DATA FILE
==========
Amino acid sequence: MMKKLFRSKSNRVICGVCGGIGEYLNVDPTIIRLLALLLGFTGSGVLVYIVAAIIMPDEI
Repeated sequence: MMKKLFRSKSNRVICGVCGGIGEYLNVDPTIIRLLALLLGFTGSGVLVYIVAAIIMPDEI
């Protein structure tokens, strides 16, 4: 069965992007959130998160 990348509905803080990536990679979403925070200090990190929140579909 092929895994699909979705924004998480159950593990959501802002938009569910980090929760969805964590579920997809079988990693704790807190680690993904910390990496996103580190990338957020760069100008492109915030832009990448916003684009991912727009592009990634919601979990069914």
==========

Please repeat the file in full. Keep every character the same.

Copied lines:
Amino acid sequence: MMKKLFRSKSNRVICGVCGGIGEYLNVDPTIIRLLALLLGFTGSGVLVYIVAAIIMPDEI
Repeated sequence: MMKKLFRSKSNRVICGVCGGIGEYLNVDPTIIRLLALLLGFTGSGVLVYIVAAIIMPDEI
């Protein structure tokens, strides 16, 4: 069965992007959130998160 990348509905803080990536990679979403925070200090990190929140579909 092929895994699909979705924004998480159950593990959501802002938009569910980090929760969805964590579920997809079988990693704790807190680690993904910390990496996103580190990338957020760069100008492109915030832009990448916003684009991912727009592009990634919601979990069914």